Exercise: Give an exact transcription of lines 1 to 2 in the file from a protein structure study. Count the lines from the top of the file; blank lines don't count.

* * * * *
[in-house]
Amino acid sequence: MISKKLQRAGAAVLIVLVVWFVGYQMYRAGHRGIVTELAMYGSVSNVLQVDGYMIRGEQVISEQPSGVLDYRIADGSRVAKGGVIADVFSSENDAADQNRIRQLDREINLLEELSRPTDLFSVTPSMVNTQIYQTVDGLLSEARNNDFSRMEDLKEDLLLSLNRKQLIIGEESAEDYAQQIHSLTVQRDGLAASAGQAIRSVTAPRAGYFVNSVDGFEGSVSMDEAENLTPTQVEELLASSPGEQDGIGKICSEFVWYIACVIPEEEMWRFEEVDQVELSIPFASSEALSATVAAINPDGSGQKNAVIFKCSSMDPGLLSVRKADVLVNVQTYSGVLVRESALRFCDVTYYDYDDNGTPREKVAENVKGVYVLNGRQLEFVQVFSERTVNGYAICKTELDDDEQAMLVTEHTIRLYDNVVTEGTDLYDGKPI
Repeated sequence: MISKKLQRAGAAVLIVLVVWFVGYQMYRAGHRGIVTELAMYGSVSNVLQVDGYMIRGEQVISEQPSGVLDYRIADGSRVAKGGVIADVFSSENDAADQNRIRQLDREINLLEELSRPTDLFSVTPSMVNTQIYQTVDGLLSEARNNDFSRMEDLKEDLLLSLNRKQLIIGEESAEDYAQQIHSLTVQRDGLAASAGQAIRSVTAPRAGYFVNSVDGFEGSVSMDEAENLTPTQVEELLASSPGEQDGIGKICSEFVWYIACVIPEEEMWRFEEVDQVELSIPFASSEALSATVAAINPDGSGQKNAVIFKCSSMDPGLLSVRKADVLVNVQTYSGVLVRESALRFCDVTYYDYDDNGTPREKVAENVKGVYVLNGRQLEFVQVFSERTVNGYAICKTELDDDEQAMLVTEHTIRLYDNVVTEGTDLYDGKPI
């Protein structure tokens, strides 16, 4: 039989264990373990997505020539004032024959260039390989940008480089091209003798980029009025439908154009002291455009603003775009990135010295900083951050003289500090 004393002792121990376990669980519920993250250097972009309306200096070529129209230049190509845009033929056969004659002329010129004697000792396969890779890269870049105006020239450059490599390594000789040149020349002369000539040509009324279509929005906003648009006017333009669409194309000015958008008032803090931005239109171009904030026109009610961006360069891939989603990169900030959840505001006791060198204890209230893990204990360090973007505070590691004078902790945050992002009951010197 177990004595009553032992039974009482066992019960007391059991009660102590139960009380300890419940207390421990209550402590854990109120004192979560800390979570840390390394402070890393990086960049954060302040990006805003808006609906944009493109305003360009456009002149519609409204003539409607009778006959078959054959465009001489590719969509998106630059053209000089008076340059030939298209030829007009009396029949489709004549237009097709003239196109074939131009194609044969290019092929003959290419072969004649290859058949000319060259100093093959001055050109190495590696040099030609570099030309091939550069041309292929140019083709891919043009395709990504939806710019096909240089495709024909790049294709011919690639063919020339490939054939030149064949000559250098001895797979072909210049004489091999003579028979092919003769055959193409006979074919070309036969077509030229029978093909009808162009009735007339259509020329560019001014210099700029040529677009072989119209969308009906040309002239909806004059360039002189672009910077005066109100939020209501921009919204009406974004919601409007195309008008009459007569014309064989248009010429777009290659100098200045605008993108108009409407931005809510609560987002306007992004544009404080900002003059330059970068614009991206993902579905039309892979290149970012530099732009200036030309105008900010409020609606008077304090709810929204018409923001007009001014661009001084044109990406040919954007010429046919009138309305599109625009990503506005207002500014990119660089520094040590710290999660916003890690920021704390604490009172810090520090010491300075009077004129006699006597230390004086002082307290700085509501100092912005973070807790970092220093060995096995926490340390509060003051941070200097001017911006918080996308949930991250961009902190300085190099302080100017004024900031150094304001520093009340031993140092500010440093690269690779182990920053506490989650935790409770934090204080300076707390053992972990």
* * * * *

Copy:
[in-house]
Amino acid sequence: MISKKLQRAGAAVLIVLVVWFVGYQMYRAGHRGIVTELAMYGSVSNVLQVDGYMIRGEQVISEQPSGVLDYRIADGSRVAKGGVIADVFSSENDAADQNRIRQLDREINLLEELSRPTDLFSVTPSMVNTQIYQTVDGLLSEARNNDFSRMEDLKEDLLLSLNRKQLIIGEESAEDYAQQIHSLTVQRDGLAASAGQAIRSVTAPRAGYFVNSVDGFEGSVSMDEAENLTPTQVEELLASSPGEQDGIGKICSEFVWYIACVIPEEEMWRFEEVDQVELSIPFASSEALSATVAAINPDGSGQKNAVIFKCSSMDPGLLSVRKADVLVNVQTYSGVLVRESALRFCDVTYYDYDDNGTPREKVAENVKGVYVLNGRQLEFVQVFSERTVNGYAICKTELDDDEQAMLVTEHTIRLYDNVVTEGTDLYDGKPI